After the injury, Celtic sought to cancel the deal they had given him, then offered a new one on reduced terms when he appeared to recover. But the now 22 year-old then suffered two serious knee injuries as well as ankle, groin and quad problems while in Scotland. After a promising start, the setbacks prevented him from ever building any sustained momentum at the club and by the start of his final year there he was under no illusions about his longer term prospects.
“You think it’s going to be great but the next thing a coach doesn’t like you and you are sitting on the bench for a few months and going back to digs each day by yourself.” In the end, he remembers thinking, “’I was one of the best players in Ireland and now I’m being released’.” It was not, he says, an enjoyable experience but still he would advise others to take the same chance if they got it.
A couple of years on, he is playing again, injury free, with Bluebell and still open to the idea that football might work out him.
Colin McCabe, now at Shelbourne, was at Celtic for much of the same time having left school in Cavan a year earlier to join the club. There is no great drama in his account of what followed, just hard work and a hope that things were going to work out until it started to become apparent they would not.
The goalkeeper’s progress seems to have been what a young player could have hoped for until, after a good year in which he had trained regularly with the first team squad, he took the obvious next step of a loan move; to Stenhousemuir where, he felt, he learned a lot.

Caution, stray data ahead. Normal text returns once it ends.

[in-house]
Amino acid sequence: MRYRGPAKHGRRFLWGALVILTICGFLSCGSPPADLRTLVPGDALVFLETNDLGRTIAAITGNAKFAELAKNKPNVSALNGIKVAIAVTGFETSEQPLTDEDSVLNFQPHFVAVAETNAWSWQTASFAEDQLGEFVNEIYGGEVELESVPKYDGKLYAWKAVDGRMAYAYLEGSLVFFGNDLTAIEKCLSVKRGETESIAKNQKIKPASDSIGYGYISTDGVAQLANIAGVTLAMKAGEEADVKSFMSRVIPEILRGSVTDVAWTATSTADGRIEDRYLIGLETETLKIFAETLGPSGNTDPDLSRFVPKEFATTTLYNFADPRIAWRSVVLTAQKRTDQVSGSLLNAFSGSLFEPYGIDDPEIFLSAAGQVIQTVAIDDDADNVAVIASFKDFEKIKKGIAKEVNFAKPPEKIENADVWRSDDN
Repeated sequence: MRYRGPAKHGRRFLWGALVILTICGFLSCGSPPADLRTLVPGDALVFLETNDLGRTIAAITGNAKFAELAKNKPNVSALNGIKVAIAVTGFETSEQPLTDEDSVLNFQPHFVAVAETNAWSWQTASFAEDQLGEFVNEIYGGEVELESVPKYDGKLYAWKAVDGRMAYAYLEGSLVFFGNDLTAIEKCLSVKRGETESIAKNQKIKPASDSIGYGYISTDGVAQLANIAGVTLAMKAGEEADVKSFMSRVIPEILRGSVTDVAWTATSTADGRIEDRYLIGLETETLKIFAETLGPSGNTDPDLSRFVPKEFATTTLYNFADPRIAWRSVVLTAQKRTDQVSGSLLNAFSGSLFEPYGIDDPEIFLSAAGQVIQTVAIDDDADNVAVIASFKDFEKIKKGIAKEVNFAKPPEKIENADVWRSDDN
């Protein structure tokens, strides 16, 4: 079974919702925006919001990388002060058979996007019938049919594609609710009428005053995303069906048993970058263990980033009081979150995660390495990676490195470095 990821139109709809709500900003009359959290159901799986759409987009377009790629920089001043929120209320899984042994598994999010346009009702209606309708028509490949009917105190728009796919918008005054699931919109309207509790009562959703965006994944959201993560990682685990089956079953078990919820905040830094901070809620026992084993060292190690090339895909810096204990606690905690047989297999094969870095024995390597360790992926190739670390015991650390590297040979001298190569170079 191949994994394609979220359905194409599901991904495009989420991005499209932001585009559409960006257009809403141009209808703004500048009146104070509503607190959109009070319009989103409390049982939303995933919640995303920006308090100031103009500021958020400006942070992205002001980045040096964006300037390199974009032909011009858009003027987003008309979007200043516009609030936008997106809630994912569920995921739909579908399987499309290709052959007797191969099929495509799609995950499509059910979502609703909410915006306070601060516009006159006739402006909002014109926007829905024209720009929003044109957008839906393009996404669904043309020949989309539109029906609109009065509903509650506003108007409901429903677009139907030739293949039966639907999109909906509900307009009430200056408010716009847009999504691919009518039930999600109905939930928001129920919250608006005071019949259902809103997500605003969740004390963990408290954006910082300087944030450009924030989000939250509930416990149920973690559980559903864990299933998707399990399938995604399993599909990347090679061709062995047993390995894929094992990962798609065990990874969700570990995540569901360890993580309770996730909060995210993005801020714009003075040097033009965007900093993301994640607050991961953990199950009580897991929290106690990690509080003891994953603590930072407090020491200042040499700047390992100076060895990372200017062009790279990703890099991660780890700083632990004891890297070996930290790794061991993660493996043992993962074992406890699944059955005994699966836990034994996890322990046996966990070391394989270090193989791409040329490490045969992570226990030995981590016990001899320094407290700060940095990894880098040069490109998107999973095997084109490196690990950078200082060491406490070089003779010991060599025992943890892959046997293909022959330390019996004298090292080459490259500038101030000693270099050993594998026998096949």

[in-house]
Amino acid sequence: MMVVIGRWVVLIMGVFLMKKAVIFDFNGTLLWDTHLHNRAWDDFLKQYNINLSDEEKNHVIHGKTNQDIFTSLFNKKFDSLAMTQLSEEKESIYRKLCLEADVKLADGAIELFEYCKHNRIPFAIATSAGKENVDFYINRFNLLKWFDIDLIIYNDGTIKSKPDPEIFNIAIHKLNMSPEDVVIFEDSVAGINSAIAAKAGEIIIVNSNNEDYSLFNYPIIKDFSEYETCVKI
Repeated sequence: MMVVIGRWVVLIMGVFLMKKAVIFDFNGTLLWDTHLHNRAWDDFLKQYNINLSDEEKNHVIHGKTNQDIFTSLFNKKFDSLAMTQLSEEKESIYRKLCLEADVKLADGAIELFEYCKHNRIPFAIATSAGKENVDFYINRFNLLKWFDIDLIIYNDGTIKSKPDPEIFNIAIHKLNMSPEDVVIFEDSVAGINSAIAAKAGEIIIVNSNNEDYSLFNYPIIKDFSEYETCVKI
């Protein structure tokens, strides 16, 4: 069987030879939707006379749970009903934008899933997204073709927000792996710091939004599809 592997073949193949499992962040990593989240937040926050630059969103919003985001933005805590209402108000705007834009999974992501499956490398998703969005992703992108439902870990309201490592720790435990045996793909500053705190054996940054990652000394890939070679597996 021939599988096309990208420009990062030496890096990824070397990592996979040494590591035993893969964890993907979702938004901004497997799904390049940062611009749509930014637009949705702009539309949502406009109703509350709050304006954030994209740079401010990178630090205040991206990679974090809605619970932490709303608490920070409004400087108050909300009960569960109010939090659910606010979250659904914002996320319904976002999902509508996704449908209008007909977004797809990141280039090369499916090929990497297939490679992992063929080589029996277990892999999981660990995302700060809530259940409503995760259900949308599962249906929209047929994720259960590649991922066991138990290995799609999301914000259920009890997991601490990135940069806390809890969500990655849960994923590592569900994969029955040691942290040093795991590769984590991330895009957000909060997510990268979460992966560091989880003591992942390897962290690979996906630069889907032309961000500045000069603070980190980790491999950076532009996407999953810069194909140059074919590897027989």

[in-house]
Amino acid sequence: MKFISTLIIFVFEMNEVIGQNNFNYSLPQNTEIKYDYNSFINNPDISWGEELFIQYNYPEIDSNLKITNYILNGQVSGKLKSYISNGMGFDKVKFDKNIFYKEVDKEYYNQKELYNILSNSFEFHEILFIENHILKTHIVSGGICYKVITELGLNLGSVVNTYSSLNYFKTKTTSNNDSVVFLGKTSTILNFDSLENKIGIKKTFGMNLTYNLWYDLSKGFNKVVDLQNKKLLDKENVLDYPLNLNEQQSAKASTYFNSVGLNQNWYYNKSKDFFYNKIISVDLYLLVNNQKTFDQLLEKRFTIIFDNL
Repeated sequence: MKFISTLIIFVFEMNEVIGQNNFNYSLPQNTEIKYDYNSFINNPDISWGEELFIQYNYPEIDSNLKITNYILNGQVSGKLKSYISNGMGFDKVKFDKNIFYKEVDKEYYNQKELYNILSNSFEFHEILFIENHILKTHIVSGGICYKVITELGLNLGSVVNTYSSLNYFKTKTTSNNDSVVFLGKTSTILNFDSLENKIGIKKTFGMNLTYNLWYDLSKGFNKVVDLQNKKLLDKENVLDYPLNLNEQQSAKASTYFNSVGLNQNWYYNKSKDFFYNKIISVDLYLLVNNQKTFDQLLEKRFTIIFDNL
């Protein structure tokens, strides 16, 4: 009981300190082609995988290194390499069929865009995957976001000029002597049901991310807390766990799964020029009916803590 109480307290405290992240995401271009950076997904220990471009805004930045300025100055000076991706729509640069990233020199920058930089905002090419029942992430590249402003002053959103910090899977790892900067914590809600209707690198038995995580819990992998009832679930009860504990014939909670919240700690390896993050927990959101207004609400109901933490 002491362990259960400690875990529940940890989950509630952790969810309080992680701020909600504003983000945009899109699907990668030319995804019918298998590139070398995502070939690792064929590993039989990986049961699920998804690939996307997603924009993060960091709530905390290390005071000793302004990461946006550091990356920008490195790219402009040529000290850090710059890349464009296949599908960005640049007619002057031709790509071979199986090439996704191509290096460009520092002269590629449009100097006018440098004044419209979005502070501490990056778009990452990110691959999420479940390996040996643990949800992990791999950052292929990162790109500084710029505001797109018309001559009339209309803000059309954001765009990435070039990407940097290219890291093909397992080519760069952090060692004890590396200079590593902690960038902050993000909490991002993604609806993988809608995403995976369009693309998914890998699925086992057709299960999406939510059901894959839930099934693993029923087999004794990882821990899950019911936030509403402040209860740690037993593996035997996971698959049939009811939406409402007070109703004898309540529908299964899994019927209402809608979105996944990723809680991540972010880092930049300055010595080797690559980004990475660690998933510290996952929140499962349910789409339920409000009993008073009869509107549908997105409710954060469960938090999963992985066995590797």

“I was doing well but because I wasn’t there at Celtic, it gave somebody else a chance to step into my spot,” he says. “You’re taking risks. You’re going to teams where the defenders aren’t as good so suddenly you are more exposed. But it felt like the right thing to do.”
Now, though, younger rivals were getting the opportunities that he had previously seen as signs that he was on the right path.
“I could see it coming,” he says of his eventual release. “I was at Celtic during the day and I would have seen the younger keepers getting the chance to train with the first team while I’m suddenly with lads who are two years younger than me.
“As a footballer,” he concludes, you have to understand that it is a business. It’s brutal, a really hard industry with players from all over the world who will be very happy to take your jersey.
“When I signed from Celtic I was probably taking some Scottish lad’s jersey so what goes around comes around. Obviously I wish it hadn’t. But it did and you have to try to just take that in your stride.”
This is the fourth article in a new series focusing on youth development in Ireland. You can read each part in The Irish Times and on irishtimes.com/sport every day this week.